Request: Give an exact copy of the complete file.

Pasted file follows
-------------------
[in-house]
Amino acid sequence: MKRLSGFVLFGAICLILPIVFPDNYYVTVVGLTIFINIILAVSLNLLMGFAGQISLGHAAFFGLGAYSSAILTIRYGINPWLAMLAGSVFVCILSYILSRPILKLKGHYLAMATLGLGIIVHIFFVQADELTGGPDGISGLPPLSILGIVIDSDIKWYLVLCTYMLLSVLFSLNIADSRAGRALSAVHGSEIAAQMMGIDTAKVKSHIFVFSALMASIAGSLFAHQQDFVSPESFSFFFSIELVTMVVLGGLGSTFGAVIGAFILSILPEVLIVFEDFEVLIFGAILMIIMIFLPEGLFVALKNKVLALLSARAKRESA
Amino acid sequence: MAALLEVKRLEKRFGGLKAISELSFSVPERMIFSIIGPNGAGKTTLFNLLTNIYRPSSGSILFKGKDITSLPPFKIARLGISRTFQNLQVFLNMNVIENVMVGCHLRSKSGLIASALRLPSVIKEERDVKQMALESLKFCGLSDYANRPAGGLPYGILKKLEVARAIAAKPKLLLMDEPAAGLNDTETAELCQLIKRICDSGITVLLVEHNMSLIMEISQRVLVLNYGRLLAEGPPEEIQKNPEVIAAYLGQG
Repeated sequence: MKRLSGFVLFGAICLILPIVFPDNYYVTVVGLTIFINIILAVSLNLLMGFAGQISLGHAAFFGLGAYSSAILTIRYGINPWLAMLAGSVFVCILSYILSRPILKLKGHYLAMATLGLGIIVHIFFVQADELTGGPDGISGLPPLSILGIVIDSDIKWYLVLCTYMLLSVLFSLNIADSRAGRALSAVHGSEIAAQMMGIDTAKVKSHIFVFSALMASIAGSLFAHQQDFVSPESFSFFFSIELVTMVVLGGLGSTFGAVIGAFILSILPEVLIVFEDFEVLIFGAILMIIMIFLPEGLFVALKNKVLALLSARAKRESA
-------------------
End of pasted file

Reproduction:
[in-house]
Amino acid sequence: MKRLSGFVLFGAICLILPIVFPDNYYVTVVGLTIFINIILAVSLNLLMGFAGQISLGHAAFFGLGAYSSAILTIRYGINPWLAMLAGSVFVCILSYILSRPILKLKGHYLAMATLGLGIIVHIFFVQADELTGGPDGISGLPPLSILGIVIDSDIKWYLVLCTYMLLSVLFSLNIADSRAGRALSAVHGSEIAAQMMGIDTAKVKSHIFVFSALMASIAGSLFAHQQDFVSPESFSFFFSIELVTMVVLGGLGSTFGAVIGAFILSILPEVLIVFEDFEVLIFGAILMIIMIFLPEGLFVALKNKVLALLSARAKRESA
Amino acid sequence: MAALLEVKRLEKRFGGLKAISELSFSVPERMIFSIIGPNGAGKTTLFNLLTNIYRPSSGSILFKGKDITSLPPFKIARLGISRTFQNLQVFLNMNVIENVMVGCHLRSKSGLIASALRLPSVIKEERDVKQMALESLKFCGLSDYANRPAGGLPYGILKKLEVARAIAAKPKLLLMDEPAAGLNDTETAELCQLIKRICDSGITVLLVEHNMSLIMEISQRVLVLNYGRLLAEGPPEEIQKNPEVIAAYLGQG
Repeated sequence: MKRLSGFVLFGAICLILPIVFPDNYYVTVVGLTIFINIILAVSLNLLMGFAGQISLGHAAFFGLGAYSSAILTIRYGINPWLAMLAGSVFVCILSYILSRPILKLKGHYLAMATLGLGIIVHIFFVQADELTGGPDGISGLPPLSILGIVIDSDIKWYLVLCTYMLLSVLFSLNIADSRAGRALSAVHGSEIAAQMMGIDTAKVKSHIFVFSALMASIAGSLFAHQQDFVSPESFSFFFSIELVTMVVLGGLGSTFGAVIGAFILSILPEVLIVFEDFEVLIFGAILMIIMIFLPEGLFVALKNKVLALLSARAKRESA